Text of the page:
Sunday 6 December 2020

Jack and Hank

Can you imagine starting a career and still working 60 years later?

The greats of show business don’t seem to have given it a second thought.

60 years after Jack Benny joined up with Cora Salisbury for a musical act in small-town vaudeville, he was still on the road and still performing music, though he was talking a bit in his act now. And he was appearing on a small screen that wasn’t in homes when he started his entertainment career.

Here’s a short tongue-in-cheek story from United Press International dated April 30, 1971. Benny certainly didn’t need the money, and he was quite happy to give it to Mary Livingstone to buy things.
Benny going to London to tape two video shows

NEW YORK (UPI)—Here is this fellow, Jack Benny, passing through town again looking for for television work, a quest that no retirement-aged 39-year-old should have to undertake. But that's the way life is—callous.
Meanwhile, to shore up his shaky financial situation and carry himself through the summer, this waif of Waukegan —that's in Illinois—has indentured himself to a grasping impresario named James Nederlander, who will pay the comedian a mere umpteen thousands of dollars a week for personal appearances at two Eastern theatrical emporiums.
And before that pittance begins to come in, Benny is even now earning coffee-and-cakes money in London by taping two of the "Kraft Music Hall" summer video shows hosted by British entertainer Des O'Connor for NBC-TV.
"I was to have had a theater engagement in London," Benny said before he started across the Atlantic, "but a hitch developed in getting the right theater at the right time, so I'll have to settle for the two television shows and some sightseeing.
"I just might manage to eke out enough to get back home."
Benny had better get back because this Nederlander, a distant descendant of Simon Legree, holds contracts for the comedian's appearance Aug. 2-7 at the Garden State Arts Center in Holmden, N.J., and at the Merriweather Post Pavillion in Columbia, Md., Aug. 9-14.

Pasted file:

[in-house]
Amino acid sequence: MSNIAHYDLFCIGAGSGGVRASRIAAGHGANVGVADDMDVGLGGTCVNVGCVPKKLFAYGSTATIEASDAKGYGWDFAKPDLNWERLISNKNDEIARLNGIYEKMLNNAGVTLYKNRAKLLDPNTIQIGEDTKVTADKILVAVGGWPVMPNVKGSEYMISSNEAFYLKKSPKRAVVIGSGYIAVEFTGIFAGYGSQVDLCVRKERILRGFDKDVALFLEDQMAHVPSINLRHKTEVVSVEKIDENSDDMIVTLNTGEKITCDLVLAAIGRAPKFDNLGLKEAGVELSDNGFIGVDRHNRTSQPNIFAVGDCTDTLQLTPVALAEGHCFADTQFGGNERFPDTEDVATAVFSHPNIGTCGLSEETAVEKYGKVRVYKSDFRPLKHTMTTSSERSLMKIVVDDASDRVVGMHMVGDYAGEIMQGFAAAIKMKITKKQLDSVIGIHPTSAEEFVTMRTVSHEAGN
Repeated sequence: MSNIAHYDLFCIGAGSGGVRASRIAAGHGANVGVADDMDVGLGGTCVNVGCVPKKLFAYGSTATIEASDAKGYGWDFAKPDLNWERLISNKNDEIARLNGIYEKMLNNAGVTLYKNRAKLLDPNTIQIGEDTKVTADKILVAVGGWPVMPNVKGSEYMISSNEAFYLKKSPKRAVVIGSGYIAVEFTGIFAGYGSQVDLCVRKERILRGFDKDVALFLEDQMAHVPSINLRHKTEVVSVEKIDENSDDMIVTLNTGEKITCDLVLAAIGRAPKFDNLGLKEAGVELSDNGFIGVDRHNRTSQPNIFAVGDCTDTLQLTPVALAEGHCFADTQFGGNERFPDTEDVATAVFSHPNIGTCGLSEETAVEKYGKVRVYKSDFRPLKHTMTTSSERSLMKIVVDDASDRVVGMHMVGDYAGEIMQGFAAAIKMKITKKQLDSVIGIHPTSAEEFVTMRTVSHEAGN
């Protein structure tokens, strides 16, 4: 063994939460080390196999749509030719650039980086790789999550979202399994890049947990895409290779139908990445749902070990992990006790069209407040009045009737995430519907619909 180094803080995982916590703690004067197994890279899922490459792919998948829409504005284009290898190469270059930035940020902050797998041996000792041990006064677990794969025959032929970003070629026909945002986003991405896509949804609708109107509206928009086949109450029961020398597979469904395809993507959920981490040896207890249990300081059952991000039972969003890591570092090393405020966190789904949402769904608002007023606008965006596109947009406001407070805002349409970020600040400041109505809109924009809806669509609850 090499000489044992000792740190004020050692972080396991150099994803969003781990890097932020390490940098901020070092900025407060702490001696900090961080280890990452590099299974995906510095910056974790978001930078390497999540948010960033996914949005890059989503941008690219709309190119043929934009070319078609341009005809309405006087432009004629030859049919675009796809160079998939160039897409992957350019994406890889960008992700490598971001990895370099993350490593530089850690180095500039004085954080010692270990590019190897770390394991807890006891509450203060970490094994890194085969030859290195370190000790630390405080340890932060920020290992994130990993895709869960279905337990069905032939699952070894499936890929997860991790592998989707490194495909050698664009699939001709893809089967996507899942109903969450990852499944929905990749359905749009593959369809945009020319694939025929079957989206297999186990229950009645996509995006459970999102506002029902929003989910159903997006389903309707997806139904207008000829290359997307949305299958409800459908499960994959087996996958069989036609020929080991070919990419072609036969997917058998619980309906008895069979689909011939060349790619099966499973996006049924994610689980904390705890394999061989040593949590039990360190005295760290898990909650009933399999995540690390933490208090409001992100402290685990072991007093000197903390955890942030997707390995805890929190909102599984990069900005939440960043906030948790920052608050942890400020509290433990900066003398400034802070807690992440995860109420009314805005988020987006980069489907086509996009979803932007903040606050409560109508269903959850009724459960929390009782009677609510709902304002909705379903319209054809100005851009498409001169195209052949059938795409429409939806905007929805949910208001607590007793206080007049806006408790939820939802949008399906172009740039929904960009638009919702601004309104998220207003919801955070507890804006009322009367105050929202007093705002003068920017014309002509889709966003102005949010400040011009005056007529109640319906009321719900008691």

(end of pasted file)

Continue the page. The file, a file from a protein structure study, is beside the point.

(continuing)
In both engagements, Benny will be appearing with composer Henry Mancini and his orchestra. Obviously, the Benny violin bit has to figure in the proceedings. "We haven't figured out the routine of the show as yet," Benny said. "Probably, I will open with a monologue, although it could be otherwise."
Part of the Benny stopover here between Hollywood and London involved negotiations for his usual two television specials next season for NBC.
No details yet, but you can bank on it. In the Benny National Bank, of course. The poor fellow needs the interest.
How did the show with Mancini go in Maryland? What did they do? For the answer, let’s turn to the Baltimore Sun of August 13, 1971. As a fan of Jack’s and someone who enjoys Mancini’s compositions and arrangements, it sounds like a good evening. Evidently, an explanation was needed for those not familiar with a certain rock opera.
Jack Benny, Henry Mancini Please Fans

Jack Benny and Henry Mancini combined music and humor into a sophisticated evening of light entertainment Wednesday at Columbia's Merriweather Post Pavilion. Backed by a 40-piece orchestra, Mr. Benny with his classic understated comedy and Mr. Mancini with his successful knack for melody made their 2 1/2 hour performance seem too short.
The concert began with selections from two Mancini-scored movies, "Breakfast at Tiffany's" and "Hatari." The composer, dressed in a pinstriped business suit, then sat at the piano to play the theme from another motion picture, "Love Story."
After chatting briefly with the audience and conducting the orchestra in an arrangement of the overture from "Tommy" (an album by The Who), Mr. Mancini then introduced his 39-year-old co-star.